Hayes denied the accusations.
In other business, commissioners announced that work on a project to alleviate Hometown's flooding problem is complete and should solve the water problem for at least 20 years.
Hometown is wedged between the Kanawha River and Little Guano Creek. Railroad tracks that sit several feet above ground level run through the town, placing most of the houses in a flood-prone bowl. The ditches along the tracks are filled with years of silt runoff.
In 2010, commissioners approved a $12,000 cost-sharing agreement with the Army Corps of Engineers to help figure out what is causing the problem.
The engineers determined the easiest and most cost effective temporary solution would be to simply clear the town's ditches and drains.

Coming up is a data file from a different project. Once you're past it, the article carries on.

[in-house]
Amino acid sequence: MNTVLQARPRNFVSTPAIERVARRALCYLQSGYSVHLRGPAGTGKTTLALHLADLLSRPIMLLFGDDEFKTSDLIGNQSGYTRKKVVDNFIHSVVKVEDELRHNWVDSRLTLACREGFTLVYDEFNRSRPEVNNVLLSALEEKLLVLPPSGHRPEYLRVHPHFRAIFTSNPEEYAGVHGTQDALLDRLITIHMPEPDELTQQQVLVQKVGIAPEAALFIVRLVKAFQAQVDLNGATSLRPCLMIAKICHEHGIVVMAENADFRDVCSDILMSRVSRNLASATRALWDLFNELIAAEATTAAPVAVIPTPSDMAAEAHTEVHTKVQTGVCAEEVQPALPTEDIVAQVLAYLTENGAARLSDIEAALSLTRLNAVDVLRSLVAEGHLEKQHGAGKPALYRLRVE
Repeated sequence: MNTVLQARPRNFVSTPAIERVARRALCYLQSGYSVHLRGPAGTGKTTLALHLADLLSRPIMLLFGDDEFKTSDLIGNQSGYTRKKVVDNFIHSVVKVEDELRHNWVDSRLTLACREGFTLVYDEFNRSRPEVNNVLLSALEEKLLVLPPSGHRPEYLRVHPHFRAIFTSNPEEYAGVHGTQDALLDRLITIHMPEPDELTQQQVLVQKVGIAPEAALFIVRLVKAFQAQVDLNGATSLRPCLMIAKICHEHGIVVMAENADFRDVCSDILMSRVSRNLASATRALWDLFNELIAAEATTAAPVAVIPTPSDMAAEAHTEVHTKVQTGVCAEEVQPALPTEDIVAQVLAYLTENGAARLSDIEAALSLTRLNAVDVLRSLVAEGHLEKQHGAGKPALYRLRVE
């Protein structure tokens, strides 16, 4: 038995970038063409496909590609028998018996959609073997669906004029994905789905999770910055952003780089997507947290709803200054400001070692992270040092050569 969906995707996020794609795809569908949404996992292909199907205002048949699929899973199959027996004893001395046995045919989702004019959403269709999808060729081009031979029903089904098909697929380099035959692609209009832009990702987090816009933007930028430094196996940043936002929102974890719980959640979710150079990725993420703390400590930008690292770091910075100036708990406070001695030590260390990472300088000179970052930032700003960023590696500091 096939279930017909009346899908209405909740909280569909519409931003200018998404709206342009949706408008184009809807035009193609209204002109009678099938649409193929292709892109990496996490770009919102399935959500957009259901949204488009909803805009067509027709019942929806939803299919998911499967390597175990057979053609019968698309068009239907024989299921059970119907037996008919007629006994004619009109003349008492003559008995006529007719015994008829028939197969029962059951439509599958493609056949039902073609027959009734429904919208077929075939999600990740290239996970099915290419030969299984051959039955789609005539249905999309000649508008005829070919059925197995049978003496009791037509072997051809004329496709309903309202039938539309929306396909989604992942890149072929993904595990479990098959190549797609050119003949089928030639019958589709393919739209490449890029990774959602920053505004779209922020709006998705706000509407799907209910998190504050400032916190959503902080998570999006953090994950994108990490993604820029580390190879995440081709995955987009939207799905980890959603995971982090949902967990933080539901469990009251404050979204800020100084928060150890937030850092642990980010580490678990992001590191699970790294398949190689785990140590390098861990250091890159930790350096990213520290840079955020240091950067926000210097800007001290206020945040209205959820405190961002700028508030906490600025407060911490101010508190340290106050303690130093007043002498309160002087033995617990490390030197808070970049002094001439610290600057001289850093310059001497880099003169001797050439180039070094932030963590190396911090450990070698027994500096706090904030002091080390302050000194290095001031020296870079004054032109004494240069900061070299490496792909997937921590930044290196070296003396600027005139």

"I think we should draft letters [to residents] letting them know the project is completed and it's up to you to keep those ditch lines cleaned," Andes said.
Commissioners have tried to persuade Hometown residents to form a homeowners' association or incorporate so they'd be eligible for grants and could mandate residents clean out ditches on their properties.
"I think it's a large aging population [in Hometown]," Haynes said. "It's a problem for many of them to take a shovel and get out and start cleaning out the ditch line."
The corps study outlined a longer-term option, which is to redirect a channel near the northern edge of town to carry rainwater along W.Va. 62 and into Little Guano Creek. That option could cost the county nearly $500,000.
"That's money we just don't have," Haynes said.
Reach Kate White at kate.wh...@wvgazette.com or 304-348-1723.